Dekalb Man Advertises Drugs On Social Media, Gets Arrested
I'm no legal scholar, but even I was aware that law enforcement takes a pretty dim view of folks who use the internet as a way of advertising illegal drug sales.
And now, a Dekalb man knows that, too.
Dekalb Police happened to catch the posting by a 30 year old man that offered up illegal narcotics for sale, so they did what police do. They met up with him, and when they found out his offer of illegal drugs was for real, they arrested him.
The chances of an up-close-and-personal encounter with the cops is pretty much guaranteed when you have bag of cannabis containing several smaller bags of cannabis, ecstasy pills, and a loaded handgun in the vehicle. That you advertised.
You'd think that someone who has plenty of experience in the legal system would know better, but no. His charges include Armed Habitual Criminal, Armed Violence, Unlawful Possession of a Controlled Substance, Unlawful Possession of a Firearm, Unlawful Possession of Ammunition, Unlawful Possession of Cannabis with the Intent to Deliver, and Unlawful Possession of a Controlled Substance with the Intent to Deliver.
I know the old adage of "Crime doesn't pay," but it does occasionally provoke a laugh.
Thankfully, for those of us that love "dumb criminal" stories, there seems to be an endless supply of dumb criminals.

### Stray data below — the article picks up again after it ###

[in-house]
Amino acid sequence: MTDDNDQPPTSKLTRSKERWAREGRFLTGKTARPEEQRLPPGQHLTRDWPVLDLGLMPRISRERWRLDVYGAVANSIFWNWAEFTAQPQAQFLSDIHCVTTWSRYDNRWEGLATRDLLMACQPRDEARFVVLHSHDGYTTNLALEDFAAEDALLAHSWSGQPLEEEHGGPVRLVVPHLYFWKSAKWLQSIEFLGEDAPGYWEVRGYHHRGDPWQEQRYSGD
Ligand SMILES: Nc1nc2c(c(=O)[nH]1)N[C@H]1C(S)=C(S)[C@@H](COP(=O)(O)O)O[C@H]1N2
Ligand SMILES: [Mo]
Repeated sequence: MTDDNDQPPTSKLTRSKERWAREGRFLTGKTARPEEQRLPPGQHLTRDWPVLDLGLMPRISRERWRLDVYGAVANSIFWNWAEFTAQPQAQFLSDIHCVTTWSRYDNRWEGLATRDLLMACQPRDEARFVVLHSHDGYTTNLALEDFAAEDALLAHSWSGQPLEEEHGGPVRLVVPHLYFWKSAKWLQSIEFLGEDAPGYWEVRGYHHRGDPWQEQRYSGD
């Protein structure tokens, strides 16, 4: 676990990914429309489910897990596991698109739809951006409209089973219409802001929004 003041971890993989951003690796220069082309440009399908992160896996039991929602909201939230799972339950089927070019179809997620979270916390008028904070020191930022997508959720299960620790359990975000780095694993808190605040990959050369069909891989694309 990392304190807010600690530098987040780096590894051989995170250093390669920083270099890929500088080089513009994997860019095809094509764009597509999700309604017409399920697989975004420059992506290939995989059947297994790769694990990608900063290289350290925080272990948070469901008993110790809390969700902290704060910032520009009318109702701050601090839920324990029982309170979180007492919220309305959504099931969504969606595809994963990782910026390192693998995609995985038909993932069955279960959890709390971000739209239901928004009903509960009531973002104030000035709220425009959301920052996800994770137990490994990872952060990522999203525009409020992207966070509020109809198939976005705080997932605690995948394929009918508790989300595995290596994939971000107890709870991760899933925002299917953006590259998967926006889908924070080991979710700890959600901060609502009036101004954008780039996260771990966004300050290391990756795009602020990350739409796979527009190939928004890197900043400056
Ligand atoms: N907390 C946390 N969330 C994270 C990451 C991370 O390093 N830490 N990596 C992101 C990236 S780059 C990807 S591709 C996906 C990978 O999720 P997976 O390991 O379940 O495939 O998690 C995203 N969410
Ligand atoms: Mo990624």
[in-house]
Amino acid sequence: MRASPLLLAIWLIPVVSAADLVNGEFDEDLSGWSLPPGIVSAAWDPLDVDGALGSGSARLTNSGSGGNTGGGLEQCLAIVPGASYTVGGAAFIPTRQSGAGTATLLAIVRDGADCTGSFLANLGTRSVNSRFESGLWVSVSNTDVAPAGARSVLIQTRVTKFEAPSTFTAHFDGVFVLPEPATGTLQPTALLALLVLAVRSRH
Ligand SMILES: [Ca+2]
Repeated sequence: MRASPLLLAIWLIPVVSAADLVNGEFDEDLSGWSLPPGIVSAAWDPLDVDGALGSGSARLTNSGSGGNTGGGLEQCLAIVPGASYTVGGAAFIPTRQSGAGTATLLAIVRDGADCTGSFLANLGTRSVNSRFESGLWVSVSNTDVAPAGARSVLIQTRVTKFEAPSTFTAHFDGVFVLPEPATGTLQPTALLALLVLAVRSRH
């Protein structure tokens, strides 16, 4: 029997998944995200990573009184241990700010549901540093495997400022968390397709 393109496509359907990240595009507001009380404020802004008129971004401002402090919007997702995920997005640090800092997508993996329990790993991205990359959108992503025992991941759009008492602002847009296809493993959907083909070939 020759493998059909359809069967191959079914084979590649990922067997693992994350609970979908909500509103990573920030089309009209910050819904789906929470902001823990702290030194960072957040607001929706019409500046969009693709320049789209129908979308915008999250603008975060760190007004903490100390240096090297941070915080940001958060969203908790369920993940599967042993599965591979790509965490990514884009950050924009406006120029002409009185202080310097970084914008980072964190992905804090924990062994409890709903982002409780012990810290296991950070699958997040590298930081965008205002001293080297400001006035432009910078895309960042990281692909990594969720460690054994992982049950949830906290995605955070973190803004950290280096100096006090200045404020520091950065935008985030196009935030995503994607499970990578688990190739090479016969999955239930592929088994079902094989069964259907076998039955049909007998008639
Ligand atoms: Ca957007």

- When police in Vancouver, Canada, asked to search Jason Pauchay’s apartment for drugs, he was not a suspect—in fact, they were looking for someone else. That all changed when they got a look at how his name was listed on his cell phone: “Jason Pauchay Drug Dealer.”
- Recently, a woman in Fresno, California, was stopped at a DUI checkpoint for being soused. Ever helpful, she offered up this info: “My husband’s right behind me, and he’s even drunker than I am.”
- A German bank robber sent mocking emails to local police, ridiculing their efforts to arrest him. First he let them know they had his age, build, and accent wrong. Then he corrected their announcement that he’d escaped on foot; no, he had a getaway car! The cops got the last word in, though, when they arrested the guy a few hours later. They used his email to trace him.